The coronavirus pandemic has allowed us to conduct the largest housing experiment in history. We’ve spent days, weeks and months confined to our apartments, our houses and our homes. Suddenly, these spaces are no longer simply the place where we unwind after a long day in the office and where we spend our time when we’re not eating out with friends or going to watch the football. They have become places where we have no choice but to spend all of our time day in day out. But that’s not what they were designed for. No – they were designed as products to be sold.
Housing post COVID-19
One of my favourite moments of participating in the first edition of CBRE’s PropTech Challenge was sitting down and having an informal chat with Carlos Casado about his overarching vision for our sector. I will never forget him telling me what he believed digitalisation could bring to the real estate sector.
- Firstly, speeding up processes to reduce uncertainty. Going from a process that currently takes anywhere from 36 to 48 months (assuming the land is ready for construction) to one that takes no more than 24 months. The market is crying out for a breakthrough of this kind.
- Secondly – a point where I couldn’t agree more – helping to improve the user experience. Not only throughout the buying process, but by actually understanding the buyer and making them part of the whole process, accompanying them right from the very start of their journey.
Changing the way in which we develop and build new homes requires a major commitment, from both real estate agents and homebuyers. Not to mention a great deal of time and a slow and costly adaptation process. Well, that was the case until 2020 arrived, and suddenly with a pandemic on our hands, we have been forced to conduct the largest housing experiment in history.
And just like that, we’ve realised that our homes aren’t big enough, don’t have enough natural light or ventilation, and we miss seeing the sky. We generate more waste, yet we don’t have anywhere to put it, the washing machine is working harder than ever, but don’t have anywhere to hang our laundry, and we thank our lucky stars for that spare room which can serve as our home office or a playroom for the kids.
We never really appreciated our homes before, but that’s because we didn’t have enough time to think about them and because we just bought what other people bought, or we believed that Big Data knew what was best for us, and we didn’t think we had any other option.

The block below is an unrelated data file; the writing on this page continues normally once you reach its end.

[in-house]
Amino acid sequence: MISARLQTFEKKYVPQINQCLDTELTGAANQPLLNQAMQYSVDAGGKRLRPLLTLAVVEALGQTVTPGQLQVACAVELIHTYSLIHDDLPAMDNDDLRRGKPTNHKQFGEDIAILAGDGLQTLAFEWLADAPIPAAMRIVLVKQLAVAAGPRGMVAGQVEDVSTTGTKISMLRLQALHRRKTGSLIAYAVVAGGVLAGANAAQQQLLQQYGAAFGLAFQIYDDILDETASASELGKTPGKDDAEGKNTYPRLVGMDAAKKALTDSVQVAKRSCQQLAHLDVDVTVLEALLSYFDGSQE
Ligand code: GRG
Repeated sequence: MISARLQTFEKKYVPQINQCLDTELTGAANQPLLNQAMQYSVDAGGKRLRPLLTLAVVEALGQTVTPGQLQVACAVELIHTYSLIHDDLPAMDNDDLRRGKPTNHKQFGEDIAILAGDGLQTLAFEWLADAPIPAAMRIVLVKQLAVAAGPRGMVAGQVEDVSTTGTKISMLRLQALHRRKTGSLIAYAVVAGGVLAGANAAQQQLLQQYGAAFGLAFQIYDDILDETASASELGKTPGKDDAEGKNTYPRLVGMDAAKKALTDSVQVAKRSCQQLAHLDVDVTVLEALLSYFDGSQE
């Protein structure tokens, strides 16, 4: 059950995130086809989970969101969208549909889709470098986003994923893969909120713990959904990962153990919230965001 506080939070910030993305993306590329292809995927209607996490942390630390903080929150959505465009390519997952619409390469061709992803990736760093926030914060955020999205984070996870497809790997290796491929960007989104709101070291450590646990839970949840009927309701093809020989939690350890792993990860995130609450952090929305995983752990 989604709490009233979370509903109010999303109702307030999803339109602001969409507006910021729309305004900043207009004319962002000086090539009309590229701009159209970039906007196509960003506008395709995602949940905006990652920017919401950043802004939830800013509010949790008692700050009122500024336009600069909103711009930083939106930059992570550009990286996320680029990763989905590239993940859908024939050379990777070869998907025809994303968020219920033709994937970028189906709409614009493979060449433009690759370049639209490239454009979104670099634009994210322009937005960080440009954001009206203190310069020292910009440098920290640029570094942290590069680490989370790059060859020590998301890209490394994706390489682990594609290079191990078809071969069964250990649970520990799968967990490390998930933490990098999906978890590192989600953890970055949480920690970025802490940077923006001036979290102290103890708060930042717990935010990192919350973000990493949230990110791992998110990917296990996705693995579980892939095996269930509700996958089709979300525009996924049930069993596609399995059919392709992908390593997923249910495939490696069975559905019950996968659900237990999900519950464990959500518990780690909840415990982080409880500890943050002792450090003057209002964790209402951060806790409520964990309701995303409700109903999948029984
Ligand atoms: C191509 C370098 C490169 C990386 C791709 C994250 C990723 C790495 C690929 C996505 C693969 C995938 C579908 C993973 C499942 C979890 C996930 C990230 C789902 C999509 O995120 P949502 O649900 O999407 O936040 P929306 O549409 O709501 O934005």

A people-centred approach. Or even better, a people-first approach
Digitalisation, particularly PropTech, will help set the economy on the road to recovery, especially the real estate sector. What once before proved difficult to implement, will now offer a solution to the problem. Insofar as new-build developments are concerned, this now presents the perfect opportunity to implement processes that will finally help the sector move forward.
Let’s look at a few examples. We shouldn’t focus decision-making solely on Big Data. Although it has shone a much-needed light on what was a fairly opaque sector, on its own it cannot create a fully data-driven housing project. Demand does not always match up with the data, and the length of time that it takes to sell a home causes the original data generated to lose its value.
One better option is using Small Data – a smaller set of more precise and accurate data that offers greater value.
We need to improve the user experience, not only in terms of the sales and aftersales processes, but also in terms of how we plan real estate projects from the very outset. From impersonal data to personal, user-focused data. The best way to adapt supply to demand is not to take a completed project and customise it as best we can, but to plan the original project around the needs of the end-buyer. To achieve this, the buyer must be involved from an early stage, laying all their cards on the table, and thereby generating new, in-demand values such as empathy and transparency.
And just to be clear… accurate and highly effective data is possible.
COVID-19 will change both the housing market and buyers forever. This is a once-in-a-lifetime opportunity. Will we let it pass us by and simply continue with business as usual? Should we just pray for the sector to magically recover? Let’s take control and get on board with genuine digitalisation in the sector. By changing our model, we can finally create a sustainable, honest and transparent client-centred market.